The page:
Deputy Majority Leader Advocates For Decrease In Parliamentary Seats, Bicameralism
The deputy Majority Leader in Parliament, Alexander Afenyo-Markin, is advocating for a reduction in the number of legislators.
In his opinion, the current size of the Parliament is contributing to the exhaustion of the country’s public funds.
The first Parliament in the fourth Republic began operation with 200 seats in 1993, and 230 in 2005 and has remained at 275 seats since 2013.
According to the MP from the ruling party, there must be a limit on the number of seats in the House to save the country from some of its financial problems.
Speaking at the 2023 GIMPA Law Conference on Wednesday, March 15, Afenyo-Markin is quoted as saying, “I must say that one critical thing to look at is to put an upper limit on the number of MPs that we must elect each year. It is unpalatable that a small country like Ghana with its many financial problems has 275 MPs.
“In contrast with all its financial muscle, Australia has 151 and 76 senators. We need a change in the law to stop the unnecessary expansion in the number of seats in our Parliament”.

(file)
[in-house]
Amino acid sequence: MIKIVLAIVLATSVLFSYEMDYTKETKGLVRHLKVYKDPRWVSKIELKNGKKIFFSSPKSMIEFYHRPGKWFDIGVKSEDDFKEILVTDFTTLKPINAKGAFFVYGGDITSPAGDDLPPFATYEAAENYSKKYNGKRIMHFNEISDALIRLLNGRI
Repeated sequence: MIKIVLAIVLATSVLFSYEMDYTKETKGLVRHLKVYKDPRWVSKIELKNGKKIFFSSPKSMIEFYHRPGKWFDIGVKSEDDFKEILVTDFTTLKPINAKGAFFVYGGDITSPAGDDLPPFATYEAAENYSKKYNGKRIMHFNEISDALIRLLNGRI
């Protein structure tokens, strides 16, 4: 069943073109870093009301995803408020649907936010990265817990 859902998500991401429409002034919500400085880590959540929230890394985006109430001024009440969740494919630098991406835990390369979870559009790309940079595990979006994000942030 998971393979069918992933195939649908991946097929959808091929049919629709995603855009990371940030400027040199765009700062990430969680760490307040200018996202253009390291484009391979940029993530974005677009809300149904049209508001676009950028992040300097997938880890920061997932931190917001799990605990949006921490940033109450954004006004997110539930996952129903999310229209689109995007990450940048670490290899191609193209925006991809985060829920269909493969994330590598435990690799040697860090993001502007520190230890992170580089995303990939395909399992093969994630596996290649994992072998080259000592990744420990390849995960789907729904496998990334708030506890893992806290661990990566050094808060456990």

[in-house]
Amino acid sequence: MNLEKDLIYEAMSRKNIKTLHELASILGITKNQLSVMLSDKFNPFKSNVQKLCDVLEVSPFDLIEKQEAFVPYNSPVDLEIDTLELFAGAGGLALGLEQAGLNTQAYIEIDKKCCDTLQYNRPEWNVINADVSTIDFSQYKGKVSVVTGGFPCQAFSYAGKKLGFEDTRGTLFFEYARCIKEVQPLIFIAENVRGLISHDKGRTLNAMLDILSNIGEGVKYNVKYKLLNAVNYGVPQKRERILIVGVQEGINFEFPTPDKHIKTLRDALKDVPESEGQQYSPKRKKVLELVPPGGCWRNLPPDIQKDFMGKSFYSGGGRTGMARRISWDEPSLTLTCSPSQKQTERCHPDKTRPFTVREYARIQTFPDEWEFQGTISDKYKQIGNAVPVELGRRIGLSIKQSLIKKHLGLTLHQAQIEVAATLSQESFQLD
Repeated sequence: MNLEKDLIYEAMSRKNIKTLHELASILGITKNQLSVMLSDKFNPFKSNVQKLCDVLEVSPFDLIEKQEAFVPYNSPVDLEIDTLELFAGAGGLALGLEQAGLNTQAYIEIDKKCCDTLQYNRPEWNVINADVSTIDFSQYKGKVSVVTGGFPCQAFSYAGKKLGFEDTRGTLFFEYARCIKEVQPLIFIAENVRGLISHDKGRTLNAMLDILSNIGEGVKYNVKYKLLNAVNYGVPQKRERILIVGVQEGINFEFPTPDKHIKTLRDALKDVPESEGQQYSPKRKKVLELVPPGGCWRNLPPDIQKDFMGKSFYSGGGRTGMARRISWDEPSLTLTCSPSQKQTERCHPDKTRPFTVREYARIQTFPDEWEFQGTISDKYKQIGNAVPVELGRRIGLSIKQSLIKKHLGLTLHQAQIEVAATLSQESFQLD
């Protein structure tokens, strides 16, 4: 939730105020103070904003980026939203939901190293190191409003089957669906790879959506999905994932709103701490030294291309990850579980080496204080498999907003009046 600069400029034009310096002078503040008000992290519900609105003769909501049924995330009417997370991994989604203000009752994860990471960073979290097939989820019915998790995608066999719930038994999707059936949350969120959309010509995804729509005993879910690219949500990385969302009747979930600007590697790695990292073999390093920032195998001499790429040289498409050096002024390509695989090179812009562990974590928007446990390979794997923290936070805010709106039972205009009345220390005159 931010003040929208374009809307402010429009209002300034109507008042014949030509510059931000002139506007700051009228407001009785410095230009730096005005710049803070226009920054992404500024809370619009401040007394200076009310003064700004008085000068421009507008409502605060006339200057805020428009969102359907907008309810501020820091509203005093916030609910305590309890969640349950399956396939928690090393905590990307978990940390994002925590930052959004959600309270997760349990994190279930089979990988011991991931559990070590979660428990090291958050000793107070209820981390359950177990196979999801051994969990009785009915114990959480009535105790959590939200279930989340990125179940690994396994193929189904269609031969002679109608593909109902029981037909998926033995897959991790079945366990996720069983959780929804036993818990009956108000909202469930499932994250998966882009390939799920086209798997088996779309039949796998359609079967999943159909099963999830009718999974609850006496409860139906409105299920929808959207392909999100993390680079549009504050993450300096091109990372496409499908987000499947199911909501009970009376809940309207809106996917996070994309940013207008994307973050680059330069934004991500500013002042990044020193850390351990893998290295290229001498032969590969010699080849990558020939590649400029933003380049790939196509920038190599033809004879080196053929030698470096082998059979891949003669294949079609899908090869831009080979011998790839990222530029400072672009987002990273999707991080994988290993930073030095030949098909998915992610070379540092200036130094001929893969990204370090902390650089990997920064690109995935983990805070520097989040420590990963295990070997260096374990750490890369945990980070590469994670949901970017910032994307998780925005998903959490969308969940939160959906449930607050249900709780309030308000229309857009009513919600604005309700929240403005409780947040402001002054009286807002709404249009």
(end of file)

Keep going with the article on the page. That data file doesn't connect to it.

He is not the only MP advocating for a cap on the number of seats in the House.
The Majority Leader, Osei Kyei Mensah Bonsu, recently called for some amendments to the 1992 Constitution and captured the number of seats in the House as one of the elements of the Constitution to be rectified.
In his address, Afenyo-Markin said Ghana needs to adopt a bicameral legislature and holds the view that the Upper Chamber must be non-partisan.
“I hold the view that Ghana needs an Upper Chamber, it should be known as the House of Elders whose election shall remain non-partisan and whose primary role shall be to moderate the current parliamentary excesses and extreme partisanship. Thus the Council of State should be converted into the Upper Chamber of Parliament…I am not suggesting that the current Council of State is not helpful”, JoyNews cites him as saying.
Source: opemsuo.com/Hajara Fuseini